Only the essential amino acids are responsible for stimulating muscle protein synthesis . About half of the amino acids in most high quality protein supplements are essential. Thus, somewhere between 10 and 20 grams of essential amino acids are ideal. More specifically, researchers have isolated the amino acid leucine as the most important in respect to augmenting the anabolic response to protein feeding. Studies indicate that about 2-3 grams of leucine optimizes the increase in protein synthesis. Since whey protein is about 10% leucine, about 20-30 grams whey delivers an optimal level of leucine.

What Type of Protein Should You Use?
Two of the most popular protein sources are whey and casein, which are the two major proteins in milk. These two milk proteins are both excellent sources of all the essential amino acids, but they also have some key differences. Whey is renowned for its high quality rating and regular use among bodybuilders. Scientific studies have revealed that whey has several unique qualities that make it an attractive protein source for athletes. A distinguishing feature of whey protein is the complex protein source with a high prevalence of essential amino acids, particularly leucine, which rapidly stimulates protein synthesis.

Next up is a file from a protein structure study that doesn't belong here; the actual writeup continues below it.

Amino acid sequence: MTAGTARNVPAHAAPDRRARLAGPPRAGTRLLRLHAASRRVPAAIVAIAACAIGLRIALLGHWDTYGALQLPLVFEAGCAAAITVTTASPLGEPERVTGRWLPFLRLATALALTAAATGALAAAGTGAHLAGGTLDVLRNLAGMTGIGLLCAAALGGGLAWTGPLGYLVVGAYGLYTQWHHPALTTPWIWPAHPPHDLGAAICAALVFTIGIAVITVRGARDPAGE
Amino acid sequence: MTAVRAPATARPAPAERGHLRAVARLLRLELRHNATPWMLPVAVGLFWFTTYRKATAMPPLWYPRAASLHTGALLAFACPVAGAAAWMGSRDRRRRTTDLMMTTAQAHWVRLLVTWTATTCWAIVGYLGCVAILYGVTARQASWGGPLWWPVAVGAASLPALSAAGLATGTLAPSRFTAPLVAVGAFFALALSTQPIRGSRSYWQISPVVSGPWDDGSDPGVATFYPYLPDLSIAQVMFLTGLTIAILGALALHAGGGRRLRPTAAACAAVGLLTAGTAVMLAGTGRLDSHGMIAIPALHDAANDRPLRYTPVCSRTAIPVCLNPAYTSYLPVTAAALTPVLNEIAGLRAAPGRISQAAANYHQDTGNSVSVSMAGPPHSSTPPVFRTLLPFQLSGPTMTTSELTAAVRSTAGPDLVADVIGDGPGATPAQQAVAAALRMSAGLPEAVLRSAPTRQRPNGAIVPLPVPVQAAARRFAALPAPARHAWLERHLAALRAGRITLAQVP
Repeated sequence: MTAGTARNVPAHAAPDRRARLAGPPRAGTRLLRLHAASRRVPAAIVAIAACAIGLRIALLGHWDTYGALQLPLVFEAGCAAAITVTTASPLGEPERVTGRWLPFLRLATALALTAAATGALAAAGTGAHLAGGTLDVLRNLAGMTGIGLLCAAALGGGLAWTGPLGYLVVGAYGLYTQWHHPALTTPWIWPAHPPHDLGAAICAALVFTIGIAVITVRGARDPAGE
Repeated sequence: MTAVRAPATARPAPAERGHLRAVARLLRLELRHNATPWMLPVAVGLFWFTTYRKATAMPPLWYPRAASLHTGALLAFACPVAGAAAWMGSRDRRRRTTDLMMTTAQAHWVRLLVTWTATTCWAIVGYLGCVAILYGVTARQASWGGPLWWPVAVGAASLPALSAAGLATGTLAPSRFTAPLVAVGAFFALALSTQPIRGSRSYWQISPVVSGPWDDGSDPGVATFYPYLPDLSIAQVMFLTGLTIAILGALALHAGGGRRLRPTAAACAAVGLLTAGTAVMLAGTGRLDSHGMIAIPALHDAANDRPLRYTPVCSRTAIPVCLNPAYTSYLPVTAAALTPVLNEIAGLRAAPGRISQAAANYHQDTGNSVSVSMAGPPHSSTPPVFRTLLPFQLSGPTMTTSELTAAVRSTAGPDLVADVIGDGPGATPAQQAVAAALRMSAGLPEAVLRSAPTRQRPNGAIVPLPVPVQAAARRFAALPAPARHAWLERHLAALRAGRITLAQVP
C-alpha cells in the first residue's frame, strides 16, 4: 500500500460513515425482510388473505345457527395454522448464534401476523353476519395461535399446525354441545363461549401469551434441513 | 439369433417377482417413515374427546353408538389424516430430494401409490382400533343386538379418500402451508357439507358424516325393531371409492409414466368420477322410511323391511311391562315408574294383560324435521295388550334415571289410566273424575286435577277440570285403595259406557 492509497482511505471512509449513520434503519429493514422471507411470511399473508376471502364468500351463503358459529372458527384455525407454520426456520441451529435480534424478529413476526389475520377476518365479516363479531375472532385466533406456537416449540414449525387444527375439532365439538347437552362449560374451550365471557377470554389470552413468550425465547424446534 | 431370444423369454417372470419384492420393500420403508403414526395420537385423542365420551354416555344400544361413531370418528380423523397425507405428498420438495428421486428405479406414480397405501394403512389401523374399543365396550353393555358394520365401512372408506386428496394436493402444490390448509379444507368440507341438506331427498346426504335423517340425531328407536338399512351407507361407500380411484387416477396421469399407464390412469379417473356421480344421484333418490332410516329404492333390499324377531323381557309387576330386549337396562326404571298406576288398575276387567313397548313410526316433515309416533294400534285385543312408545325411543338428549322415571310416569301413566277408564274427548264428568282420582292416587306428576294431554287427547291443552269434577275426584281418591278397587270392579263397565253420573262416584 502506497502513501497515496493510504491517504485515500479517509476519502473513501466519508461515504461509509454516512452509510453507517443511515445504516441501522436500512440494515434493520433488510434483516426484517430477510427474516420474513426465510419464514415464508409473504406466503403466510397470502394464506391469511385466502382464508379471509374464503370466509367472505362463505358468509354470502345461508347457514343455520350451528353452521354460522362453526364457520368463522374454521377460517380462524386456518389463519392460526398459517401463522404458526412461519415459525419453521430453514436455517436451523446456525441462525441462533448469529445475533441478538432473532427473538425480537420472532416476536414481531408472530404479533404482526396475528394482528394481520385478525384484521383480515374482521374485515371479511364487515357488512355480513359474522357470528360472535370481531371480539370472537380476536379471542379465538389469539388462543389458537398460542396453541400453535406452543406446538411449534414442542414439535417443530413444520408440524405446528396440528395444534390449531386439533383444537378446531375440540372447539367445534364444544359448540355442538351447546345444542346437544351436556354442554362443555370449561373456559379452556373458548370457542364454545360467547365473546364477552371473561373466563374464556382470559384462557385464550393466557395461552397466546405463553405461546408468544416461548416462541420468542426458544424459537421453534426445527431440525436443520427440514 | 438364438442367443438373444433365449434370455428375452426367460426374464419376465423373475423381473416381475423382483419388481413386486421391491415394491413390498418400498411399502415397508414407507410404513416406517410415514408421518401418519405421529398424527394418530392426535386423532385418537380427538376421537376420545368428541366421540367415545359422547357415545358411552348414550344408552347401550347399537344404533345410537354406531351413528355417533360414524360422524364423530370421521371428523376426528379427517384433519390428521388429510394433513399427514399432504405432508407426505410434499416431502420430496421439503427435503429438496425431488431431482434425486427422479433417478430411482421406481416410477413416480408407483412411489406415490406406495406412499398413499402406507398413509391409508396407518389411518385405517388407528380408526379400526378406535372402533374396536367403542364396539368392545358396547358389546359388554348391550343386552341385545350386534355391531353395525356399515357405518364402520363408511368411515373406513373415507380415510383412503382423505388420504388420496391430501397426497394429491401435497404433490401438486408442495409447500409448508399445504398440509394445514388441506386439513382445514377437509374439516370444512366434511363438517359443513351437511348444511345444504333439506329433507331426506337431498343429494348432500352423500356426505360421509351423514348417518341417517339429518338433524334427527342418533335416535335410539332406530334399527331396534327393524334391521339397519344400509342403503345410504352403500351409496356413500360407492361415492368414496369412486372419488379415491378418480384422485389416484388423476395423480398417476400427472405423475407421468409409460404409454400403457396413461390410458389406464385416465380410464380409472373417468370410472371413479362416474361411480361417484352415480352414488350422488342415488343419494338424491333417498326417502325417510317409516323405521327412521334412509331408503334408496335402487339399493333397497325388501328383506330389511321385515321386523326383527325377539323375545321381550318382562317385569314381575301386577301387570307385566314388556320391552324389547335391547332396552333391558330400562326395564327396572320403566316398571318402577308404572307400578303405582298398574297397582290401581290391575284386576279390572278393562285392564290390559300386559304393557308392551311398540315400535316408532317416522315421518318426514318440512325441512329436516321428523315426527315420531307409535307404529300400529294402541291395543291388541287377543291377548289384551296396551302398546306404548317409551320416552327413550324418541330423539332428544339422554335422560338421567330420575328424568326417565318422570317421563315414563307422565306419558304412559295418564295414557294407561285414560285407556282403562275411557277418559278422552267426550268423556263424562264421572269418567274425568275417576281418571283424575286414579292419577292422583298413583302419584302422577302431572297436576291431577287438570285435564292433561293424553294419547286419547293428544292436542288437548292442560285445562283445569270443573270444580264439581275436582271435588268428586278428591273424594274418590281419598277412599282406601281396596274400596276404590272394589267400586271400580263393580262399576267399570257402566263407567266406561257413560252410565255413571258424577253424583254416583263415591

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Whey contains about 10% leucine which directly activates a critical compound in muscle cells called the mammalian target of rapamycin (mTOR) that turns on protein synthesis. Whey protein is digested and absorbed quickly resulting in a more rapid increase in plasma amino acids compared to casein, which results in a larger and more rapid increase in protein synthesis. Chronic ingestion of whey results in improved body composition including both increased lean body mass and decreased fat mass. There are also a host of other bioactive components in whey that promote recovery and general well-being (e.g., increased satiety, improved blood glucose control, antioxidant and immune effects, and blood pressure lowering).